And even if that did work properly, it would only work once. Every other time, that “overwrite” option on the CopyLayer command is going to wipe the table.

Poring over the docs, I didn’t see any option for “append” as was used in the ogr2ogr utility. So I combed through the ogr2ogr source code, and discovered that the “-append” option actually causes the code to create each feature and add it to the existing layer inside of a loop by iterating over the each of the fields in the layer:

    if (papszFieldMap && bAppend)
    {
        int bIdentity = FALSE;

        if (EQUAL(papszFieldMap[0], "identity"))
            bIdentity = TRUE;
        else if (CSLCount(papszFieldMap) != nSrcFieldCount)
        {
            fprintf( stderr, "Field map should contain the value 'identity' or "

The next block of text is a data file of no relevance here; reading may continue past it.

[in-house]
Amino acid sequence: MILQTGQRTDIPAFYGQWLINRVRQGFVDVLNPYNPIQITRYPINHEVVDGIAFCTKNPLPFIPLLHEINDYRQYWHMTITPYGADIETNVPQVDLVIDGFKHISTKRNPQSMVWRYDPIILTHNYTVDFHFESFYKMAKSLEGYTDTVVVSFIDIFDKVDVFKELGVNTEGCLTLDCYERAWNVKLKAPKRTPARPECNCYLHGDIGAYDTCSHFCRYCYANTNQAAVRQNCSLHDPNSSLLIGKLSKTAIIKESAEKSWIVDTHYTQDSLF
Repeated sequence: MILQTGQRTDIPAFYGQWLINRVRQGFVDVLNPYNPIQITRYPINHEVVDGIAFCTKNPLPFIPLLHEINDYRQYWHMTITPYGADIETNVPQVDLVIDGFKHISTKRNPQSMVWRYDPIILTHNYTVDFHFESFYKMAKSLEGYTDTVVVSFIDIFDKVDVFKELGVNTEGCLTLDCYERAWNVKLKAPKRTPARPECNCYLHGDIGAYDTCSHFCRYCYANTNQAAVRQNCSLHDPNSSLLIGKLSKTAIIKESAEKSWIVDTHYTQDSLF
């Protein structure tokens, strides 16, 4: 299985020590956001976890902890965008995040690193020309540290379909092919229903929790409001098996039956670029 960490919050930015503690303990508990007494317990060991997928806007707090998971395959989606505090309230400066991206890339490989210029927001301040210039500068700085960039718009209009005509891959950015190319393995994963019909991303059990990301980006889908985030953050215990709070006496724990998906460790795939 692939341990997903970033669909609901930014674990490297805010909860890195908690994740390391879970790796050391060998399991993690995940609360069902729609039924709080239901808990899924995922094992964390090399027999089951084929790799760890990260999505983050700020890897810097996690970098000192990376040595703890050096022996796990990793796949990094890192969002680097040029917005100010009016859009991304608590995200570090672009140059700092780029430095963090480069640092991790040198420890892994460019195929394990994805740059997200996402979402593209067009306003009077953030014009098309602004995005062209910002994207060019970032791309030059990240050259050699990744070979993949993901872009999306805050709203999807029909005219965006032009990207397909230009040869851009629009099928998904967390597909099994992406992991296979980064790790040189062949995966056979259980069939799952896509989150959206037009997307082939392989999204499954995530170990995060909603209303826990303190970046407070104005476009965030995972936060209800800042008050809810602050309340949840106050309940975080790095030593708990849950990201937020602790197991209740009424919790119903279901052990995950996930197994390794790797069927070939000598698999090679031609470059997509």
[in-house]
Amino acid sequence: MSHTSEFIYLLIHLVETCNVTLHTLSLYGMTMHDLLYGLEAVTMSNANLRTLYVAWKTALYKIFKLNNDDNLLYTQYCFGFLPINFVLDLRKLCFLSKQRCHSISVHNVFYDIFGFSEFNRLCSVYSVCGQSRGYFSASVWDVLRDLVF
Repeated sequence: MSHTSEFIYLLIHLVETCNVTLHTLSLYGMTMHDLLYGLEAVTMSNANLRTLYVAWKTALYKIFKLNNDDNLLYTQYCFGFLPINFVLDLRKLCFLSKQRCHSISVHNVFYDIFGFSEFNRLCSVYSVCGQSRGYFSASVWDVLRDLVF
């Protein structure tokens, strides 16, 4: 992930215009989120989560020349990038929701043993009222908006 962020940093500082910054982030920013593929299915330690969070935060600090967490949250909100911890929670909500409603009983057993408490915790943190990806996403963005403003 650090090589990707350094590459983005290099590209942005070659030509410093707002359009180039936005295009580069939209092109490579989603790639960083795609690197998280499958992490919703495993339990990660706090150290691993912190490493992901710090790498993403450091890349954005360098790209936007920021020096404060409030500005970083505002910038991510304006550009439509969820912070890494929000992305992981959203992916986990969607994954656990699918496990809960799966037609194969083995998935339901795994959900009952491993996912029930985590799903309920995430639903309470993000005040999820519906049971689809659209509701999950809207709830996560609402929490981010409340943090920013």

"the same number of integer values as the source field count.n");
            VSIFree(panMap);
            return NULL;
        }

        for( iField=0; iField < nSrcFieldCount; iField++)
        {
            panMap[iField] = bIdentity? iField : atoi(papszFieldMap[iField]);
            if (panMap[iField] >= poDstFDefn->GetFieldCount())
            {
                fprintf( stderr, "Invalid destination field index %d.n", panMap[iField]);
                VSIFree(panMap);
                return NULL;
            }
        }
    }

So I tried something like that, but for some reason I kept failing to be able to add the new feature to the existing PostgreSQL layer. My broken code looked like:

if ( !$append ) {
    $pg_layer = $conn->CopyLayer( $layer, $layer_name );
    if ( !$pg_layer ) {
        carp 'failed to copy';